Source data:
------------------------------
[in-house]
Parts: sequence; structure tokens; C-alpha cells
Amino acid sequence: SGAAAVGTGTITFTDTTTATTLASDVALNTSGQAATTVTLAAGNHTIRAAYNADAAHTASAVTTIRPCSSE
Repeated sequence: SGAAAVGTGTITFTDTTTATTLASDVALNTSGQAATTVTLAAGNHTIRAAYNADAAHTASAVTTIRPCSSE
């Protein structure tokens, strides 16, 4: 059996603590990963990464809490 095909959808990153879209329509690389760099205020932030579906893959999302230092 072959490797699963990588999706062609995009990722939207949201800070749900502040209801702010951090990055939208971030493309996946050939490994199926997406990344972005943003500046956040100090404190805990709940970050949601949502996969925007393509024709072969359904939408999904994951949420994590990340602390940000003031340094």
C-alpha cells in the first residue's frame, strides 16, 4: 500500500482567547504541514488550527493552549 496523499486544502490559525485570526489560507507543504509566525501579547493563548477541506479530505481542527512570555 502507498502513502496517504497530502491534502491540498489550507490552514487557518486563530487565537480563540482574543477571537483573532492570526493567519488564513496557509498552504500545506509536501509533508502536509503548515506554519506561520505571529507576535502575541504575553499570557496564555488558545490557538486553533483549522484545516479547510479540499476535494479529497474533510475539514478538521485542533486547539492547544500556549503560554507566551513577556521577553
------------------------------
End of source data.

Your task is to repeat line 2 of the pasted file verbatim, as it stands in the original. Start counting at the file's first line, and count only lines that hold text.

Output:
Parts: sequence; structure tokens; C-alpha cells